Although such interference is frequently justified on the grounds that it is in the best interests of those affected, those who do the interfering invariably have the loudest voices, greatest numbers or most political leverage and those who endure the interference are in the opposite situation.
The only safe principle is for the government to be prevented from interfering in the choices of individuals no matter what those choices might be, so long as they are freely made and non-coercive.
Private activities are not the matter for the government!
It therefore follows that private sexual activities and lifestyle choices are not matters about which governments have a right to intervene. In terms of regulation, except to prevent coercion, they are no-go areas.
This is particularly relevant in relation to the rights of LGBTI individuals. Discrimination by governments against LGBTI individuals (or even in favour of them) is not acceptable.
In most western democracies, government discrimination against LGBTI individuals is subtle relative to earlier times. A same-sex partner, for example, may be denied next of kin rights that a heterosexual partner would automatically receive. In areas such as immigration, welfare, inheritance, health care and workers compensation, LGBTI individuals may be subject to inferior treatment because they do not fit the standard male-female orthodoxy. That is discrimination.
The ACT Liberal Democrats do not support, endorse or recommend any particular sexual preference or lifestyle. It also does not consider governments should be seen as a source of rights to be granted. Rather, it views governments as a threat to pre-existing rights through its power to take them away.
Consistent with the principle of the principle of non-interference, the ACT Liberal Democrats acknowledge and respects the rights of others to make their own choices, provided they also accept responsibility for their consequences.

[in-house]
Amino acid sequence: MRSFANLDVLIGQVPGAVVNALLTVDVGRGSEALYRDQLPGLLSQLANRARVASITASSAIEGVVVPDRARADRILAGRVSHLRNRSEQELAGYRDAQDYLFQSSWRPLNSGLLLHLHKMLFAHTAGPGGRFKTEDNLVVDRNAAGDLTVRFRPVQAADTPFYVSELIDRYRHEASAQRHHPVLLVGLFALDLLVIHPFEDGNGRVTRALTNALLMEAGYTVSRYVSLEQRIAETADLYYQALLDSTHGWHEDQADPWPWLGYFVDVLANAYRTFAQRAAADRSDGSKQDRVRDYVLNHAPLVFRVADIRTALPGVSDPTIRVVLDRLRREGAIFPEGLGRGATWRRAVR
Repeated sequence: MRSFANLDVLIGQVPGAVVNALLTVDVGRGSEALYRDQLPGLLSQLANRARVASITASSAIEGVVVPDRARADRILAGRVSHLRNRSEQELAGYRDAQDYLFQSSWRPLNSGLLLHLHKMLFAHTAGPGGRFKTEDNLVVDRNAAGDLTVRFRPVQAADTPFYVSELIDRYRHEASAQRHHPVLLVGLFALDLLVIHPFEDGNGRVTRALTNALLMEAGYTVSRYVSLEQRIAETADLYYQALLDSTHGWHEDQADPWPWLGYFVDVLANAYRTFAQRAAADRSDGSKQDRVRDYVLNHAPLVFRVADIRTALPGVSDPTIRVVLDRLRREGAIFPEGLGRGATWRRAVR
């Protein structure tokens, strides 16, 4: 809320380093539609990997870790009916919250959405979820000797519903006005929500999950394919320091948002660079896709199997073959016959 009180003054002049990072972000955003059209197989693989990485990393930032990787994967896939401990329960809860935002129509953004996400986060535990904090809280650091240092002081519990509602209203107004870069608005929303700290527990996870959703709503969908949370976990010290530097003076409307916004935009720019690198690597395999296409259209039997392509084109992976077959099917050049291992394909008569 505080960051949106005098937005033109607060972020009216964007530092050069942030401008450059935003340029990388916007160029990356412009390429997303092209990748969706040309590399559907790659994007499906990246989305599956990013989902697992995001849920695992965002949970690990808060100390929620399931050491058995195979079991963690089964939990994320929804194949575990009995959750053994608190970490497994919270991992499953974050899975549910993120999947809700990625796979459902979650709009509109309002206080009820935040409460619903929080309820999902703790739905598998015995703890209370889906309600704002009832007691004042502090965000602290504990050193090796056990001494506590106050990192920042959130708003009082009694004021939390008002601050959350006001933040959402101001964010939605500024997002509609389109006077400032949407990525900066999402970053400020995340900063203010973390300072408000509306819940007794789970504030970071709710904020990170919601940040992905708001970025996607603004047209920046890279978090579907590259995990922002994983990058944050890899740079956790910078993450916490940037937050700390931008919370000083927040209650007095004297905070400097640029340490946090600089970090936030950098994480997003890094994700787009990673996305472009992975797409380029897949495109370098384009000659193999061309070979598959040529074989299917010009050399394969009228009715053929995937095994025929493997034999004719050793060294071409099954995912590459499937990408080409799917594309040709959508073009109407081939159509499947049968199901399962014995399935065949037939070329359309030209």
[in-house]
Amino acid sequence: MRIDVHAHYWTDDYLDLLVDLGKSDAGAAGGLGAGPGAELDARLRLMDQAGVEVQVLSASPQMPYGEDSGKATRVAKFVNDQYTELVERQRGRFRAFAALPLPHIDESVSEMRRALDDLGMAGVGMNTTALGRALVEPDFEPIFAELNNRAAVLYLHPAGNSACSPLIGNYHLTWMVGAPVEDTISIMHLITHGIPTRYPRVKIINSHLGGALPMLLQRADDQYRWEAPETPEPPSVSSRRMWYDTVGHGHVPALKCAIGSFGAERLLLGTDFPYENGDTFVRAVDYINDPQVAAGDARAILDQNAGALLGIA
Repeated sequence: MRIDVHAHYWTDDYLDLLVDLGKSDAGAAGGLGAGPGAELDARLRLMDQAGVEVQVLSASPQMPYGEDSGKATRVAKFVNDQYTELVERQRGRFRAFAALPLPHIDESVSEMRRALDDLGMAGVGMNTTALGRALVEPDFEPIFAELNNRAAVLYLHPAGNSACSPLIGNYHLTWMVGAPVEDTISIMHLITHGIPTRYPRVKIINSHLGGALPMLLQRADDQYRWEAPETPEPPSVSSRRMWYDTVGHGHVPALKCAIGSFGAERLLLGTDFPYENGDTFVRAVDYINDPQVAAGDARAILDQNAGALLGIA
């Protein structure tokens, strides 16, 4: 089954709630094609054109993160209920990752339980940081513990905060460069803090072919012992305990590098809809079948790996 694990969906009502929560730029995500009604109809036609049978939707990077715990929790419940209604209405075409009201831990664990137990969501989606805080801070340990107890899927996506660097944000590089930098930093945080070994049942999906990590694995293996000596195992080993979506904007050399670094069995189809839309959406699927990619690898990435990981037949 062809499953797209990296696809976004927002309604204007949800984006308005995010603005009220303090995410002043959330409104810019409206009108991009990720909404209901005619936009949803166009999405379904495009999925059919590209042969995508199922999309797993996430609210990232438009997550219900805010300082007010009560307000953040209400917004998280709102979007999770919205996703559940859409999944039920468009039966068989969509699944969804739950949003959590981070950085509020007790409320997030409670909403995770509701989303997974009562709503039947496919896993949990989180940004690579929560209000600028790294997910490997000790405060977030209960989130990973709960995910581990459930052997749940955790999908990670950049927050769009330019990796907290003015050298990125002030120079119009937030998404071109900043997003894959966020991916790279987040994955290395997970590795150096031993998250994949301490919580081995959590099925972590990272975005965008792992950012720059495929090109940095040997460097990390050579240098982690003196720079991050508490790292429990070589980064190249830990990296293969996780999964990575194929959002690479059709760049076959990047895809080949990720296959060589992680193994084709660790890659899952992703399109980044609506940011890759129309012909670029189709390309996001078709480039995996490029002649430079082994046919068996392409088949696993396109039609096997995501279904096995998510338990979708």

It considers the role of government to be limited to the prevention of coercion in the exercise of choice, including the protection of children, and to ensuring that the consequences of choice are not transferred to others.
In government it would repeal or amend laws that created disadvantage for LGBTI individuals on the basis of their difference from heterosexuals, to remove such disadvantage.
Recent arguments in the ACT regarding the changing of sex, as displayed on birth certificates, is a perfect example government overreach and a sad continuation of unhealthy identity politics. What is clearly being missed in these arguments is: why have sex (or gender) on any government documents? By removing this classification of an individual:
- You do would not need a government permission slip, or stamp of approval, to change your “official” gender to whatever you are comfortable with.
- The government would not have the data to make, discriminatory, gender biased policies. This would encourage the position that all citizens, regardless of how they identify, were treated equally. Both under the law, and by their elected representatives.
The official page of the Liberal Democratic Party in the Australian Capital Territory. Authorised by Guy Jakeman, Florey, ACT, 2615